Saturday, January 28, 2006

Ideal vs Reality

A couple of weeks ago we had our annual visit from the local education authority to check that Angel and Star are actually being educated. We are fortunate in that our LEA visitor is very supportive of home education and has known us for a few years, making his visit more of a social occasion than an inspection. Each year I send him some paperwork in advance, to give him an idea of what we are up to. This year I produced a curriculum outline I'd prepared a while ago for my own interest in imitation of one J-next-door brought home from school, along with a summary of progress over the last year. With our year condensed into two or three pages for each child it all looked so very tidy and systematic - completely disguising the messiness of the day-to-day reality. For example Angel's love-hate relationship with Singapore maths was reflected in my progress report with the comment "at times we have found the pace too fast, and have taken breaks as necessary". The reality has been a delicate balancing act of working out when she needs to be pushed out of her comfort zone ("you don't have to like it, you just have to do it!") and when she really does need a break, a balancing act that occasionally breaks down under my errors of judgement or her lapses in maturity. The statement "Star particularly enjoyed an Usborne Time Traveller book" suggests Star sitting nicely lapping up historical details with enthusiasm. Reality was that every time the book came out, she had to put on a time travelling helmet (cycle helmet), set imaginary dials and whizz several times round the room to travel back to the appropriate time. Occasionally there would be a technological error and she would have to interrupt looking at the book to repeat the performance. On particularly patient mother days, the experience would be enhanced by adding knee and elbow pads and wristguards. I never worked out the rationale behind this! Almost every statement on my progress report could be qualified by an explanation of the messy reality behind it - the interruptions, the sibling squabbles, the books that didn't fly (I like St.Athanasius Academy's 10% rule). Yet the progress was genuine. Both girls do know more across a range of subjects and have more skills than they did a year ago. Sometimes it has been two steps forward and one step back; some days have ended in frustration; some days have veered completely off track; and our "schoolwork" rarely looks like school. It may not match the ideal, but something is going right.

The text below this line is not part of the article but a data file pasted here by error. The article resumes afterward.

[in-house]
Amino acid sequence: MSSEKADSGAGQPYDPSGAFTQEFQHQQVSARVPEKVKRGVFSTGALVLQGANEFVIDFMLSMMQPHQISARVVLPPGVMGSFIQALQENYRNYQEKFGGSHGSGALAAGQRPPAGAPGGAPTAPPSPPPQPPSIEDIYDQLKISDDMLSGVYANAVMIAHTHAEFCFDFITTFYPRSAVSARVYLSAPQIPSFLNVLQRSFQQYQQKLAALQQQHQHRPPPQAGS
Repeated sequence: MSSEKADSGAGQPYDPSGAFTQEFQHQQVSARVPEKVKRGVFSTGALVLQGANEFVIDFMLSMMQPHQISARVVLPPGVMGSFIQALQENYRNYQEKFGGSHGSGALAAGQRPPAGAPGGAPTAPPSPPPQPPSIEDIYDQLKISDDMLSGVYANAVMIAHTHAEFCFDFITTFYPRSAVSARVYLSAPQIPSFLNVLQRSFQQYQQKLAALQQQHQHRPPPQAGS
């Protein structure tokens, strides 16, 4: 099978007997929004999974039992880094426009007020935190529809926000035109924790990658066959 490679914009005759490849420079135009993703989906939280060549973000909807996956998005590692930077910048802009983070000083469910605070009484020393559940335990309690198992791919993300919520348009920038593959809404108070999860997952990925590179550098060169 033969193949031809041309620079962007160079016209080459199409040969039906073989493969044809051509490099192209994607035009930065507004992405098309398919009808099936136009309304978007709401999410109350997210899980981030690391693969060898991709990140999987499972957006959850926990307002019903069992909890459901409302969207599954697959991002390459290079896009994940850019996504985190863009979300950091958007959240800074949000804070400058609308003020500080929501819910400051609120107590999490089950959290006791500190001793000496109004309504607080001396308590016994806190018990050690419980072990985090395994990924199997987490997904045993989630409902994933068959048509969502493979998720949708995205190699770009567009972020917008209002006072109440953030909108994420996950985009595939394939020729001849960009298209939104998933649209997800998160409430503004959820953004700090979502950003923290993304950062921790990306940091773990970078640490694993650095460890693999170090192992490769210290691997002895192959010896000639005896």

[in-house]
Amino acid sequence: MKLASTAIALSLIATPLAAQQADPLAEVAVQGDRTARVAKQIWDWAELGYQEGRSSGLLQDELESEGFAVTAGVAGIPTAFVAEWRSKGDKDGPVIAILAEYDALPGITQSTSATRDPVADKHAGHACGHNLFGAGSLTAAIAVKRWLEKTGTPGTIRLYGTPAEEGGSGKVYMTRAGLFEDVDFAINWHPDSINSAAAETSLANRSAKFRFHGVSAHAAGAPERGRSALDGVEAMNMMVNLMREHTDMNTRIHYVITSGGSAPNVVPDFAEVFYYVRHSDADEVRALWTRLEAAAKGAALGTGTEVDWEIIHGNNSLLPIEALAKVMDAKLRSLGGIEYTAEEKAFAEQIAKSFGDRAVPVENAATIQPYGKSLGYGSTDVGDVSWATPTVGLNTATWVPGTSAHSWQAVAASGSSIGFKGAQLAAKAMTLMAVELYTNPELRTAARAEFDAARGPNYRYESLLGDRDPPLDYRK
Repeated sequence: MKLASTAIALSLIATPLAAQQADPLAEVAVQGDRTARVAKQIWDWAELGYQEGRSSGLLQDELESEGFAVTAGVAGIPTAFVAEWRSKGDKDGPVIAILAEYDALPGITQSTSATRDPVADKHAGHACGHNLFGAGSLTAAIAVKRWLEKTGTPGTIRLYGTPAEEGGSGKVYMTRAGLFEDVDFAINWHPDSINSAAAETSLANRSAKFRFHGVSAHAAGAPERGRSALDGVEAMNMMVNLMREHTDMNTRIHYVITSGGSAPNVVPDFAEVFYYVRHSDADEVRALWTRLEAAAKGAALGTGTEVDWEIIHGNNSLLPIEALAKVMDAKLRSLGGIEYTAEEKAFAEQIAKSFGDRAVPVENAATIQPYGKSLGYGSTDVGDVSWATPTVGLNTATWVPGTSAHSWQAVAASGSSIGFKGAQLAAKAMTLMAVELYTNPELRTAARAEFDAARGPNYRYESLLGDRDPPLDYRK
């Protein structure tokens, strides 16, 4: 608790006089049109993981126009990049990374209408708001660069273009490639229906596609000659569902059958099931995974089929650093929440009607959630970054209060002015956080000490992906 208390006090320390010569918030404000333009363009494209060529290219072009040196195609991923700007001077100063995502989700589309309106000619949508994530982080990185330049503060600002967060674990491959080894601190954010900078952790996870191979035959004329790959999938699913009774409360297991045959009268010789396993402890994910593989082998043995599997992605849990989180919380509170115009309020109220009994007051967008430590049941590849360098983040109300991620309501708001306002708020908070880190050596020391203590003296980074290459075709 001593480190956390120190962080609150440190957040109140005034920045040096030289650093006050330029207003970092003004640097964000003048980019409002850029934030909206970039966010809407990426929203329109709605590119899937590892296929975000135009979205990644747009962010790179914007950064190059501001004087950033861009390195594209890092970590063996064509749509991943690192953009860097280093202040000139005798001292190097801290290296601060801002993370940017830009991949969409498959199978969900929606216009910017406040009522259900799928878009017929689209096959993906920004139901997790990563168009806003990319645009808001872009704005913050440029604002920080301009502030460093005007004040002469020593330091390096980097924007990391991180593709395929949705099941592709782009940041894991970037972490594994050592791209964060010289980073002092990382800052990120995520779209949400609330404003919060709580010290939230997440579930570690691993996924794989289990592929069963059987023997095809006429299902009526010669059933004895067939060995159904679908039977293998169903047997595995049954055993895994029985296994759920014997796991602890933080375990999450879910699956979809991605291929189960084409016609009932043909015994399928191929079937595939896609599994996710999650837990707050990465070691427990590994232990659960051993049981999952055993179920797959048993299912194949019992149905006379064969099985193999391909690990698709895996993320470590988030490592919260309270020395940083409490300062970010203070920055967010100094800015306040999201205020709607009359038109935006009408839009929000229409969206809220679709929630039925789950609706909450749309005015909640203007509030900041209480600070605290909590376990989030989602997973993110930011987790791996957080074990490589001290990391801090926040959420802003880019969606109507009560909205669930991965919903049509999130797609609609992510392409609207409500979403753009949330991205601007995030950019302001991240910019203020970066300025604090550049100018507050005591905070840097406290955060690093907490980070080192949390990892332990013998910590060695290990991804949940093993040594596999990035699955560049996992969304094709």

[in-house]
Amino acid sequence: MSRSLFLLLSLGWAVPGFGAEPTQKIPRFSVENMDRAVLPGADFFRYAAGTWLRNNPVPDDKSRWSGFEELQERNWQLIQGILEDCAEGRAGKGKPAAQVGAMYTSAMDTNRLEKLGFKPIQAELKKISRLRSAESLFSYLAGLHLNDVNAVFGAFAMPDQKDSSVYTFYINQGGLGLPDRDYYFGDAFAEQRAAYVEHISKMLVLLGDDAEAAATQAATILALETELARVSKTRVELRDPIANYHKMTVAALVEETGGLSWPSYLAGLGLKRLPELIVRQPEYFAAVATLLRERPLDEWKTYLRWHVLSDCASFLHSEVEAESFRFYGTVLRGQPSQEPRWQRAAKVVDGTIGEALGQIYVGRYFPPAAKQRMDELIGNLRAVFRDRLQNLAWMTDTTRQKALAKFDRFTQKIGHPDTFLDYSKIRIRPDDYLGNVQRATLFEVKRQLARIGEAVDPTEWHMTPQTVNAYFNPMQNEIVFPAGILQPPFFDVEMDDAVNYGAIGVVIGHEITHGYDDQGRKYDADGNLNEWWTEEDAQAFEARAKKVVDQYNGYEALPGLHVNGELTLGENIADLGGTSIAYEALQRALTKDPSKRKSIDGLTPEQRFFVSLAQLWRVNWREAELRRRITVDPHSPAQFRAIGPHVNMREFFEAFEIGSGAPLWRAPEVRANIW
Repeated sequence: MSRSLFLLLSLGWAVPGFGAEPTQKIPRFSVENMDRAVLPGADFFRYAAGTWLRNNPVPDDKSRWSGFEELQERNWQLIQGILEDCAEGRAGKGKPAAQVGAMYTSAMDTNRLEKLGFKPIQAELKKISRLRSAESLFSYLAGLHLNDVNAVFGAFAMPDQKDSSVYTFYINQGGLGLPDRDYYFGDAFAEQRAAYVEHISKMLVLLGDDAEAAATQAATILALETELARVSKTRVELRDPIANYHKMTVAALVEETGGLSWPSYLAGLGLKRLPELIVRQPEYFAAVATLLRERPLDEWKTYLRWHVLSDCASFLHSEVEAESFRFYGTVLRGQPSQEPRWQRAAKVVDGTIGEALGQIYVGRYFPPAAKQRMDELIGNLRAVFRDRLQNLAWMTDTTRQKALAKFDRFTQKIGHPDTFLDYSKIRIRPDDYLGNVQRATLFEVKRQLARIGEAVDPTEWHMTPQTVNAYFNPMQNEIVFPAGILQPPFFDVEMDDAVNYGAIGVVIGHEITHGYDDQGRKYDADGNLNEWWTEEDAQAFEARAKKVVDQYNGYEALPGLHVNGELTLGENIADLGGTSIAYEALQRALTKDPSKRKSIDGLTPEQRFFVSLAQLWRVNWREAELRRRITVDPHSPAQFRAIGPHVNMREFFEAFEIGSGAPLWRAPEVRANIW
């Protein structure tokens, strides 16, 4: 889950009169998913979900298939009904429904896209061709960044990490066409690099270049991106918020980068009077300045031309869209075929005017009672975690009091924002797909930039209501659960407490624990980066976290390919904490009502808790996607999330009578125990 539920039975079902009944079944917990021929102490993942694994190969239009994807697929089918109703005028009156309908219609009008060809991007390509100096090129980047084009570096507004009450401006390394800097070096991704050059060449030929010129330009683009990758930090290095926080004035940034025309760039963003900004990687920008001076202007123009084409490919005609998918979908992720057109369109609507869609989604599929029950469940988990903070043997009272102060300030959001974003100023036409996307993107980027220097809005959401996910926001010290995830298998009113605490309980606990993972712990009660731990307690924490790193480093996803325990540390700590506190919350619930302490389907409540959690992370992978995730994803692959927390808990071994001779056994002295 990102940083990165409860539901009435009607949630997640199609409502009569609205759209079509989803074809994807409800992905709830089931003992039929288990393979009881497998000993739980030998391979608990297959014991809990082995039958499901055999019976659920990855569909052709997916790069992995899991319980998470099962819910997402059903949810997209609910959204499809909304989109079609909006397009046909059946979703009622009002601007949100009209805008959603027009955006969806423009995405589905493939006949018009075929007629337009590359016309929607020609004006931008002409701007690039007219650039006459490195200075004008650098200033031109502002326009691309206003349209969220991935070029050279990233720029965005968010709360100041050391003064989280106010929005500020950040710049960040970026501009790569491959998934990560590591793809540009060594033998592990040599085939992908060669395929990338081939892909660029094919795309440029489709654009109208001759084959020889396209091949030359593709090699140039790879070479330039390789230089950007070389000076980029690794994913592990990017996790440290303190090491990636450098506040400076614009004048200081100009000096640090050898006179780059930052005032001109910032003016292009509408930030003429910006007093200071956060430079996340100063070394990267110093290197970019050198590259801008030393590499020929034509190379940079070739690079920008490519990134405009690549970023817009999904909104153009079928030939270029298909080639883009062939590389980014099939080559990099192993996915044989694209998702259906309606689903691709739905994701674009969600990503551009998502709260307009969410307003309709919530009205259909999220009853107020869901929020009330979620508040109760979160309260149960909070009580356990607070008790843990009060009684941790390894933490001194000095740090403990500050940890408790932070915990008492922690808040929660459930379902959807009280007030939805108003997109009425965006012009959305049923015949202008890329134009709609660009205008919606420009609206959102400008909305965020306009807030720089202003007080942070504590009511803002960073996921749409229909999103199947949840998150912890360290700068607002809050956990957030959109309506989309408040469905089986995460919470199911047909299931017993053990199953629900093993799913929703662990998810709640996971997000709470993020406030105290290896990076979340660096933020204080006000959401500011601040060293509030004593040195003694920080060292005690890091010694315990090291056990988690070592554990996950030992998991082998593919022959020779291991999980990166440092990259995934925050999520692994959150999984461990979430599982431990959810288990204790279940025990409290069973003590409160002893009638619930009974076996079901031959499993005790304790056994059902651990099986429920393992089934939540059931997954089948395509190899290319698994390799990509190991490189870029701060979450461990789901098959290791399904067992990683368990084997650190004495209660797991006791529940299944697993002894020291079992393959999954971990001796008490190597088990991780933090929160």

1 comment:

Karen E. said...

Bookworm wrote: "it all looked so very tidy and systematic - completely disguising the messiness of the day-to-day reality." Aahh, and isn't this the case with so many aspects of life: marriage, friendships, work ... thank goodness we don't have to dissect all of *those* for an outside inspector.